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Voting in a Primary Election

Polling place etiquette

Published May 28, 2012 @ 9:27 a.m.

A Primary Election is the process in which a political party selects its candidates for the General Election in November.

The Primary Elections in Texas are held by the Democratic and Republican Parties.  The voter must choose one party's election in which to cast a ballot.  Both Garza County parties contract with the county clerk to conduct a joint election therefore sharing locations, personnel and resources but offering separate party ballots. 

Are you a Democrat or a Republican?  According to the Texas Election Code, you become affiliated with a party when you participate in a party activity, such as voting in a primary election or attending a precinct or county convention. Another way to be affiliated with a party is by taking an oath of affiliation.

In Texas, a party affiliation expires at the end of the voting year.  A person who is affiliated with a political party is ineligible to become affiliated with another political party during the same voting year.  That means you can only participate in activities of the party in which you are affiliated.  If there is a run-off election, you can vote in your affiliated party and not in the other party's election.

A Primary run-off election may occur if there are more than three candidates in the same contest (or race) on the Primary ballot.  To win the Primary Election, one of the candidates must receive one vote more than 50% of the votes cast in that contest.  If more that 50% is not achieved, there will be a run-off in that race.  There are contests on both the Republican and Democratic ballots that could result in a run-off election which is scheduled for July 31.   

If you did not vote early or on Election Day, May 29, and are a registered voter, you may vote in either parties' run-off election in July.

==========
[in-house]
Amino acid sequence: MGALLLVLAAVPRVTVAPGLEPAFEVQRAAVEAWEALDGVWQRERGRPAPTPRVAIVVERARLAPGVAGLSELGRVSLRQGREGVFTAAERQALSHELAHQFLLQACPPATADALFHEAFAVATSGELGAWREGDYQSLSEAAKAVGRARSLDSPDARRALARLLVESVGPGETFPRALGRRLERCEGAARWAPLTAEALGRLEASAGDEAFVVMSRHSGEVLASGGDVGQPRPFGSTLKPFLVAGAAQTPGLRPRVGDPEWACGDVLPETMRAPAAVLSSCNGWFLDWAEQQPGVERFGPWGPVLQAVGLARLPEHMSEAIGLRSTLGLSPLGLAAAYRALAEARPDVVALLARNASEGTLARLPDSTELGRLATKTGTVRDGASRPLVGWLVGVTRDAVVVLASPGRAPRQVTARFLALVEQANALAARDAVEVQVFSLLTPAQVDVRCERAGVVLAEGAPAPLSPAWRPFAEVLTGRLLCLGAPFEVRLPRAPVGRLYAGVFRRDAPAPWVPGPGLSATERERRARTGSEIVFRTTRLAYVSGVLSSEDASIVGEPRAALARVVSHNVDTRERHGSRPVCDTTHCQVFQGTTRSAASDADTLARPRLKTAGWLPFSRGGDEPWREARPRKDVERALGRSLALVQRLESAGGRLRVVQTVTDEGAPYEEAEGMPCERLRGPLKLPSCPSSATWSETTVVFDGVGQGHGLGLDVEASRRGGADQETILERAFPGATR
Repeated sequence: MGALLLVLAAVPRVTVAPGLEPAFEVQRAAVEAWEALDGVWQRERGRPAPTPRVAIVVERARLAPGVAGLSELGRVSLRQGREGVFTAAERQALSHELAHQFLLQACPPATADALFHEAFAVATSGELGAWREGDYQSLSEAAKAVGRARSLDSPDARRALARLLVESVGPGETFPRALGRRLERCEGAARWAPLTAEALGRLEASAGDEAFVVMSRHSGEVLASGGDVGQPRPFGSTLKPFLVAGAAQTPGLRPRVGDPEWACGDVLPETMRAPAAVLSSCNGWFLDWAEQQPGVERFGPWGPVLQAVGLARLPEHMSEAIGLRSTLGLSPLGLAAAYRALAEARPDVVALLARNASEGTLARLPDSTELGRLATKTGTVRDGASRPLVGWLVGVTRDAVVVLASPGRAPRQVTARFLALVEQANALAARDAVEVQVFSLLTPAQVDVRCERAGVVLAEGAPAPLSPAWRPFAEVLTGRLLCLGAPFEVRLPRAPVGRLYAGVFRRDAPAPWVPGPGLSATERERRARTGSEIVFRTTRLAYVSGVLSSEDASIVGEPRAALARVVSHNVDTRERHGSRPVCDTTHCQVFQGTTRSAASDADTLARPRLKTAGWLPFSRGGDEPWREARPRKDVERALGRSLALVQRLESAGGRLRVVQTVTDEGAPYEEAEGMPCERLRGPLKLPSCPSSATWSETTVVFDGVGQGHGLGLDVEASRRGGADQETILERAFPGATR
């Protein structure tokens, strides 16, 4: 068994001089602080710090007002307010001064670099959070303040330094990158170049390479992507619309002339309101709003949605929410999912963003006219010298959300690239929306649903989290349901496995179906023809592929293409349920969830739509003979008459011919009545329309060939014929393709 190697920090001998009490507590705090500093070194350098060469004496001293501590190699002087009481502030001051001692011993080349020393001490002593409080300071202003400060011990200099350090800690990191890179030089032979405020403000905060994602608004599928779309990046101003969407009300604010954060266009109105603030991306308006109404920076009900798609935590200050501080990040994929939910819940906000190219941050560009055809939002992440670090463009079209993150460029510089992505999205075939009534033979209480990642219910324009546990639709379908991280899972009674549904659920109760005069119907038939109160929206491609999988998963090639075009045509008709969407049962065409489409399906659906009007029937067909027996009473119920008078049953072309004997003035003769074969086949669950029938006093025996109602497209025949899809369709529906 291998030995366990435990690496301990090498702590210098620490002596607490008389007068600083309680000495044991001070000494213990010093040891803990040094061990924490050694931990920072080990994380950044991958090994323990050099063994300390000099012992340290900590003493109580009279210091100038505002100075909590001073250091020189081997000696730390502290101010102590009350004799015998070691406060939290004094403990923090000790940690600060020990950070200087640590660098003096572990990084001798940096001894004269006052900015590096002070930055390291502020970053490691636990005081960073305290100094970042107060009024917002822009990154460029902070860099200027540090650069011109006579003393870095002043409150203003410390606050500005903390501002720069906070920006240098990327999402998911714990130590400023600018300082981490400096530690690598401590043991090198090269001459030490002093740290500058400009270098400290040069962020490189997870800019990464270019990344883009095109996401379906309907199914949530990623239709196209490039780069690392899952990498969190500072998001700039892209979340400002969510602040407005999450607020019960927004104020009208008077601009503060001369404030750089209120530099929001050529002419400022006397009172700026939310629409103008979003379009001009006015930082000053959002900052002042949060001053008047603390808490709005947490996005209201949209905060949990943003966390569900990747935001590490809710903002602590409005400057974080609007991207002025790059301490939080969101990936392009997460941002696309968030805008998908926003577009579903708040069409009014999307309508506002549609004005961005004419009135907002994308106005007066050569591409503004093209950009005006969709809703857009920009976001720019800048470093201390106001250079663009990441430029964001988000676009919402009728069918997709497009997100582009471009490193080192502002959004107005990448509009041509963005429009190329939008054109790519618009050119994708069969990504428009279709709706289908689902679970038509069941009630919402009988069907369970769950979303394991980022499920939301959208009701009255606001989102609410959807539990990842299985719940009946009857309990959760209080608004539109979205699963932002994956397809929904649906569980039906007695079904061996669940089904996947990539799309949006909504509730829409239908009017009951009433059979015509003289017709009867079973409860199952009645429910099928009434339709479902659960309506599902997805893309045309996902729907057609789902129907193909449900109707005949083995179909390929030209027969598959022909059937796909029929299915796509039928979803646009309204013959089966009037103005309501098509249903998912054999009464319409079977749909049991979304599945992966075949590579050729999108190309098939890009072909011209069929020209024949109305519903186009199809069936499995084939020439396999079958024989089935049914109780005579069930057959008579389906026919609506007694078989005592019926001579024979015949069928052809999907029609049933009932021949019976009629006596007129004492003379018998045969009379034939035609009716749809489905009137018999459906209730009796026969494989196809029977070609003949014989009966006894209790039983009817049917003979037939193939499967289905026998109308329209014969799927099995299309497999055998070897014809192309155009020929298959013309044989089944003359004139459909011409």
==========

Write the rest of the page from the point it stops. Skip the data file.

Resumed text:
Casting your ballot:  After choosing which parties' ballot you wish to vote, read the instructions on the ballot and those in the voting booth.  Garza County uses a paper optical scan ballot.  The votes are counted by a tabulator similar to what many know as a scantron system.  Therefore, it is important for a voter to use the provided black ink pen or the voter assist terminal (voting machine) to mark the ballot.  Only one candidate or choice can be chosen in each race or referendum. 

As directed on the ballot, the voter must darken the oval next to the voter's choice.  The voting machine will do this for you if you choose to use it.  If you use the provided pen, an inadvertent marking with-in an oval may result in an unintended vote or an over vote in a contest.  If that happens, you may exchange the ballot for a new one.  That's called "spoiling" a ballot according to the election code.

Click here to get more info about the Garza County's voting machine, the AutoMARK.

What you can't do in the polling place:  Use your mobile phone or any electronic device, campaign for a candidate or a cause, talk about candidates or issues, visit with others, loiter, or help someone else vote without taking the assistance oath, just to name a few things you can't do in the the polling place.

Click here to find out more about Tuesday's Primary Elections.

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